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Research Papers

A Characterization of Process–Surface Texture Interactions in Micro-Electrical Discharge Machining Using Multiscale Curvature Tensor Analysis

[+] Author and Article Information
Tomasz Bartkowiak

Mem. ASME
Institute of Mechanical Technology,
Poznan University of Technology,
Pl. Marii Skłodowskiej-Curie 5,
Poznań 60-965, Poland
e-mail: tomasz.bartkowiak@put.poznan.pl

Christopher A. Brown

Surface Metrology Laboratory,
Worcester Polytechnic Institute,
100 Institute Road,
Worcester, MA 01609
e-mail: brown@wpi.edu

Manuscript received April 30, 2017; final manuscript received August 8, 2017; published online December 18, 2017. Assoc. Editor: Tony Schmitz.

J. Manuf. Sci. Eng 140(2), 021013 (Dec 18, 2017) (7 pages) Paper No: MANU-17-1292; doi: 10.1115/1.4037601 History: Received April 30, 2017; Revised August 08, 2017

The objectives of this work are to demonstrate the use of multiscale curvature tensor analysis for characterizing surfaces of stainless steel created by micro-electrical discharge machining (μEDM), and to study the strengths of the correlations between discharge energies and resulting surface curvatures (i.e., principal, Gaussian, or mean curvatures) and how they change with scale. Surfaces were created by μEDM techniques using energies from 18 nJ to 16,500 nJ and measured by confocal microscope. The curvature tensor T is calculated using three proximate unit vectors normal to the surface. The multiscale effect is achieved by changing the size of the sampling interval for the estimation of the normals. Normals are estimated from regular meshes by applying a covariance matrix method. Strong correlations (R2 > 0.9) are observed between calculated principal maximal and minimal as well as mean and Gaussian curvatures and discharge energies. This method allows detailed analysis of the nature of surface topographies and suggests that different formation processes governed the creation of surfaces created by higher energies.

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Figures

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Fig. 1

Multiscale curvature tensor analysis: (a) curvature tensor calculation for nominal scale and (b) curvature tensor calculation for scale equal to two times the nominal sampling interval. The frame color corresponds to the color of the central point for which normal is estimated from 3 × 3 proximate points located within the frame. The central point is one of the three points in the triangular patch, the center of which is the location of the calculated curvature.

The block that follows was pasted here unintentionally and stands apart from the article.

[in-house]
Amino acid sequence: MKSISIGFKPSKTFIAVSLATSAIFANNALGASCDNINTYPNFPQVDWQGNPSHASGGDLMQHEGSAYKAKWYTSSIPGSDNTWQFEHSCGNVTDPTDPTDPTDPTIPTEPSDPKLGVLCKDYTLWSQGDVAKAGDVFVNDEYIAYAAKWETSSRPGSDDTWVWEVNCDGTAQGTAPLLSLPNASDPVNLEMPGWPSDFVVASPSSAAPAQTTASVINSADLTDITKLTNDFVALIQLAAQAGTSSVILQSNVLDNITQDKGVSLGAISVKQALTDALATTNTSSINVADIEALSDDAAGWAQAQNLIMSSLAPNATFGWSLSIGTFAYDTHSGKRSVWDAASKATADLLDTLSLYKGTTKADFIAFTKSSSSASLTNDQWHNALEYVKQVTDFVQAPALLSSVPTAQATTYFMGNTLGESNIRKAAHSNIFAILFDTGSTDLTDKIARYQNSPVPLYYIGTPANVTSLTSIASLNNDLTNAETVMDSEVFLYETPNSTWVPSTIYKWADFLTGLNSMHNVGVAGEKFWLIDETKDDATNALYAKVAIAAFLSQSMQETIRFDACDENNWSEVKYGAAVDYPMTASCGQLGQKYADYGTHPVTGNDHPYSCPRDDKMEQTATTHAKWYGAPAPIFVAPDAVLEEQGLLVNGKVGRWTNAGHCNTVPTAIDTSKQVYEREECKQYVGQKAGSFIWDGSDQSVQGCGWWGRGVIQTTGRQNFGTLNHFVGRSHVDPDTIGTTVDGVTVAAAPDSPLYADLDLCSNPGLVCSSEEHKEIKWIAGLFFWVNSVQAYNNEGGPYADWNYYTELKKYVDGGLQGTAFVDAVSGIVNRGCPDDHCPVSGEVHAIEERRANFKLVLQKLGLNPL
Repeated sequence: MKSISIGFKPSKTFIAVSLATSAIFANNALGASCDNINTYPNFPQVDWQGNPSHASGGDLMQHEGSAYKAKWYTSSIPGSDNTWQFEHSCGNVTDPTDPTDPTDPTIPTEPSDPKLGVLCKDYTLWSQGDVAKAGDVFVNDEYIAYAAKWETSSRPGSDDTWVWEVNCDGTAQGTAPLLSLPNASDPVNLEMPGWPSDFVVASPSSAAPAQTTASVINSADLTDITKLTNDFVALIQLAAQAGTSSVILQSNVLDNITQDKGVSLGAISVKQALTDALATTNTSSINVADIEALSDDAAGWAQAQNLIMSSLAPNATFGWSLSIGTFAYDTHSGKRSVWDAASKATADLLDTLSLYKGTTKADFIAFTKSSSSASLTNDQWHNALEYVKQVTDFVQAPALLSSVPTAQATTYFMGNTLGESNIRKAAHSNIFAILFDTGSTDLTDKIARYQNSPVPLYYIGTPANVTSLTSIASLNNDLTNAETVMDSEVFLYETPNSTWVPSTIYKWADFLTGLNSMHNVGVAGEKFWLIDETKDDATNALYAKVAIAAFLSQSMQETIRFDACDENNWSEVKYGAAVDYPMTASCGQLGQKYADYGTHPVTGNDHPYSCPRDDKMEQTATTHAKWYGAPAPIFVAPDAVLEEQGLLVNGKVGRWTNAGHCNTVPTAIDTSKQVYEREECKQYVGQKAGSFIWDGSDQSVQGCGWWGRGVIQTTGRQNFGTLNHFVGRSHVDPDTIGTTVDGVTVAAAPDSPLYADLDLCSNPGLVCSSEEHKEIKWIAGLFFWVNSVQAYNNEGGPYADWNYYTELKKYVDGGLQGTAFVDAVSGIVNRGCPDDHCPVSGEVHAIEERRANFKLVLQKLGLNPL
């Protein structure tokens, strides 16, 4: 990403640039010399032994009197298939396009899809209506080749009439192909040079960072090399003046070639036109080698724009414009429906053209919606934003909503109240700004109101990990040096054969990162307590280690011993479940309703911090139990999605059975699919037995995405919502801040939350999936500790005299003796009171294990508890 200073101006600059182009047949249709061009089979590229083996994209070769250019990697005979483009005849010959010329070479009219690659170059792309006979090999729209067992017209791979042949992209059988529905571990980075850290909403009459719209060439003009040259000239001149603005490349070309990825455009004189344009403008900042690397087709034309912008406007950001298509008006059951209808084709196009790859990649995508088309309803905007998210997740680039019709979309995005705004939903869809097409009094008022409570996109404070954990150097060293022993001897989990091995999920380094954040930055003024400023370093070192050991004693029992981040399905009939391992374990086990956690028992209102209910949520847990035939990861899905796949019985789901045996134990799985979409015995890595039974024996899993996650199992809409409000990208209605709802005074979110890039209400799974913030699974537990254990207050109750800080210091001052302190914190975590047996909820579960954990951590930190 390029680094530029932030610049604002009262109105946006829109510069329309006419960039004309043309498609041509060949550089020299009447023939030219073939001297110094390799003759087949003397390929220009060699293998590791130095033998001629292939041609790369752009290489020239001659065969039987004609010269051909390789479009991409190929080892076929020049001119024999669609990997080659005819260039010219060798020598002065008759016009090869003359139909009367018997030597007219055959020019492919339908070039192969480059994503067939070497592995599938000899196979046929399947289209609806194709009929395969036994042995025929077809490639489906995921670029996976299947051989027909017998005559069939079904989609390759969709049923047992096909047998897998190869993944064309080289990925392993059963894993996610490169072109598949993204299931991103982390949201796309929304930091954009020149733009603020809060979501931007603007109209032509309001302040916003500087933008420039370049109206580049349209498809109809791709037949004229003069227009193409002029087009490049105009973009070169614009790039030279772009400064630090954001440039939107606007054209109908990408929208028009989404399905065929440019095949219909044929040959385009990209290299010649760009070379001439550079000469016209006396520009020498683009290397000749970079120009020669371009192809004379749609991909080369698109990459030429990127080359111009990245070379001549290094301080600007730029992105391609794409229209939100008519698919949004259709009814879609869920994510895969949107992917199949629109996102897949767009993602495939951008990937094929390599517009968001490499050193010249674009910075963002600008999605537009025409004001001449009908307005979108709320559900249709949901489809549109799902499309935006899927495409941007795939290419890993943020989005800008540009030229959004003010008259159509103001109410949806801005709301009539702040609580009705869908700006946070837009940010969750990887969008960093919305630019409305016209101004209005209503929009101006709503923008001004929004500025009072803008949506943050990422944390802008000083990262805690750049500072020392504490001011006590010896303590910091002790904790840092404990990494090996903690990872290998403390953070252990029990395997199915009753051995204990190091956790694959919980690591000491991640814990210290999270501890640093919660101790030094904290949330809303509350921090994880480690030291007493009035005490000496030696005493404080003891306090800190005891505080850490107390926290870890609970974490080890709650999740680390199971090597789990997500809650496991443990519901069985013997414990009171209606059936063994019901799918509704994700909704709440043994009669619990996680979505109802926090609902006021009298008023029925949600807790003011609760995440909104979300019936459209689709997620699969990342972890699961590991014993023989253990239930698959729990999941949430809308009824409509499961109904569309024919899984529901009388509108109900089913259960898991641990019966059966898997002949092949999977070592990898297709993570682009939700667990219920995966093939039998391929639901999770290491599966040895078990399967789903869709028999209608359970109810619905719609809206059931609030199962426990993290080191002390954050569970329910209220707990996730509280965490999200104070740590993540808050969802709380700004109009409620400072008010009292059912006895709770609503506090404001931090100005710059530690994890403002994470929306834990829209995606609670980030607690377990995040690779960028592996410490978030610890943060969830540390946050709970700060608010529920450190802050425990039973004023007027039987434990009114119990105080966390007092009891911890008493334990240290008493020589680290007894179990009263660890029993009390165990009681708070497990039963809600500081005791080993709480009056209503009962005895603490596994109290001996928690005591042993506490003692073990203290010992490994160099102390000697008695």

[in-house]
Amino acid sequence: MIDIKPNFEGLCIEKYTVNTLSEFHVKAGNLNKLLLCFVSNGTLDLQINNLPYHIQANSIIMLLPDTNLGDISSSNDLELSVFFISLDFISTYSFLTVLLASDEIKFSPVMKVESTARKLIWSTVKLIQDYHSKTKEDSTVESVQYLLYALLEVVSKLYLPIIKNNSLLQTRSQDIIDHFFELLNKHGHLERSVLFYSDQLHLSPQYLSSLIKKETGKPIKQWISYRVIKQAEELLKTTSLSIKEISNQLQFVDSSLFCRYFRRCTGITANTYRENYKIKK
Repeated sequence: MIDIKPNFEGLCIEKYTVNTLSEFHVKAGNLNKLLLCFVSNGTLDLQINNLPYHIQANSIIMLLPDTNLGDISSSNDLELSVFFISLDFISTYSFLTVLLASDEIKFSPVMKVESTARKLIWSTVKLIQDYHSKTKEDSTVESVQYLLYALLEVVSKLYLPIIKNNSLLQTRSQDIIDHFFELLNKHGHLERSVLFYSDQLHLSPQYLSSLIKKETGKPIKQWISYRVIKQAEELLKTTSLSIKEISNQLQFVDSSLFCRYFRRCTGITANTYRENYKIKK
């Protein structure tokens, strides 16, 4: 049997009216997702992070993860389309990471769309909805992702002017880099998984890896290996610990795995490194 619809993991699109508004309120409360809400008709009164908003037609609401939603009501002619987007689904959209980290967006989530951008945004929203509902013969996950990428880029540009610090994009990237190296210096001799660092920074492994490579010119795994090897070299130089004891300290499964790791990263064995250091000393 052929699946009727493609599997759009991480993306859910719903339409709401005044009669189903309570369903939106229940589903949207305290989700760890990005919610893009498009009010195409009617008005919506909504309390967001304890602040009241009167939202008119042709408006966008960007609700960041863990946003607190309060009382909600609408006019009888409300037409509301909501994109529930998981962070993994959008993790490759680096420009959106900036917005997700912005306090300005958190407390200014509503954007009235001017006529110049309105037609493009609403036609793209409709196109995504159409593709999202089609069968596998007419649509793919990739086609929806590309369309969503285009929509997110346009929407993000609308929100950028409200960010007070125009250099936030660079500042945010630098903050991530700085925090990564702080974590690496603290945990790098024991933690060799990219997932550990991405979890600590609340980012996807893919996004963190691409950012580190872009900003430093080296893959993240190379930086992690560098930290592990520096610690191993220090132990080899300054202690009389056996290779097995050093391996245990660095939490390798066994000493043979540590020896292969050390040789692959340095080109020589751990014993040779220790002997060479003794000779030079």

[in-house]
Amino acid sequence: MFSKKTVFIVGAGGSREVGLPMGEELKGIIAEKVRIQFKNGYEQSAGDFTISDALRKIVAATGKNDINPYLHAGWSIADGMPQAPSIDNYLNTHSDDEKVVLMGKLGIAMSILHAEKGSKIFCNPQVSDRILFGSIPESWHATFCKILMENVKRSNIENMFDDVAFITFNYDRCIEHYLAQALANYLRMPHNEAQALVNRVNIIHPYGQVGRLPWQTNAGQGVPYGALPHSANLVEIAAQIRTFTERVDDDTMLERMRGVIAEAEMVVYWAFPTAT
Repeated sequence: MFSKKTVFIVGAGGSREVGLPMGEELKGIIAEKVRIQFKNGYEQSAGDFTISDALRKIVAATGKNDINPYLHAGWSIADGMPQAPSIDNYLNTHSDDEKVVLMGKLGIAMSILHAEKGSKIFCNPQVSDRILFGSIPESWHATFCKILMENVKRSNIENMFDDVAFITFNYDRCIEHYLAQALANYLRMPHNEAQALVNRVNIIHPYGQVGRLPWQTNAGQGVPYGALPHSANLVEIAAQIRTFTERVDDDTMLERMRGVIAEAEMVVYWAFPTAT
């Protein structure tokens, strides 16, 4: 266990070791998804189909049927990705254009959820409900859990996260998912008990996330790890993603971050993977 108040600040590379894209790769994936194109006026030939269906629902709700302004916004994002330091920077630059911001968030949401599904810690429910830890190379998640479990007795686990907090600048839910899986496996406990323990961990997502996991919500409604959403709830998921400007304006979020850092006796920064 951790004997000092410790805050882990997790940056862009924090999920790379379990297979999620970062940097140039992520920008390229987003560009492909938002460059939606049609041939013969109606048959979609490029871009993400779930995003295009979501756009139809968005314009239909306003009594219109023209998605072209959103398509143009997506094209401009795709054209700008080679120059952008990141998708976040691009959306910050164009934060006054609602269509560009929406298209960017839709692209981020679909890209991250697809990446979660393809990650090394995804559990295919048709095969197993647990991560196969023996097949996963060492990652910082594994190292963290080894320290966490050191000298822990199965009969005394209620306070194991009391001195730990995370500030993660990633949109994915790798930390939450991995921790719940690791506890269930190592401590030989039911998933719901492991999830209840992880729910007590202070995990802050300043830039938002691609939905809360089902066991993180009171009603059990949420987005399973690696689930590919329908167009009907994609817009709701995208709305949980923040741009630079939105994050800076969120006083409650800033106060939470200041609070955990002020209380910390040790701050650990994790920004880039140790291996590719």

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Fig. 2

Renderings of measurements of surfaces created using different discharge energies

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Fig. 3

Maximum principal curvatures κ1 calculated at each position for surfaces created at different discharge energies (rows), calculated for two different scales of 1.875 μm (left column) and 3.75 μm (right column). The white plateaus represent the subareas for which values exceed the selected curvature scale which was selected to end at ±20 μm for all the energies to allow for direct comparisons between the different discharge energies.

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Fig. 4

Minimum principal curvature κ2 calculated at each position for surfaces created at different discharge energies (rows), calculated for two different scales of 1.875 μm (left column) and 3.75 μm (right column). Note that white plateaus represent the subareas for which values exceed the selected curvature scale which was selected to end at ±20 μm for all the energies to allow for comparisons between the different discharge energies.

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Fig. 5

Distributions of the actual values of the principal curvatures: (a) maximum magnitude, κ1 and (b) minimum magnitude κ2, computed at a scale of 1.250 μm for surfaces created with the indicated discharge energies. The sign indicates if the surface at a location and in that direction is concave (positive sign) or convex (negative). Note that scales are different on the plots depending on the discharge energy.

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Fig. 6

(a) Mean and (b) standard deviation of mean curvature H calculated at various scales

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Fig. 7

Coefficient of determination (R2) indicating the strengths of the correlations between discharge energies and statistical curvature parameters: (a) mean of maximum curvature κ1, (b) mean of minimum curvature κ2, (c) mean of mean curvature H, and (d) mean of Gaussian curvature K

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Fig. 8

Mean Gaussian curvature plus one standard deviation of Gaussian curvature, and discharge energy, calculated at scale of 3.125 μm: (a) linear regression and (b) exponential regression

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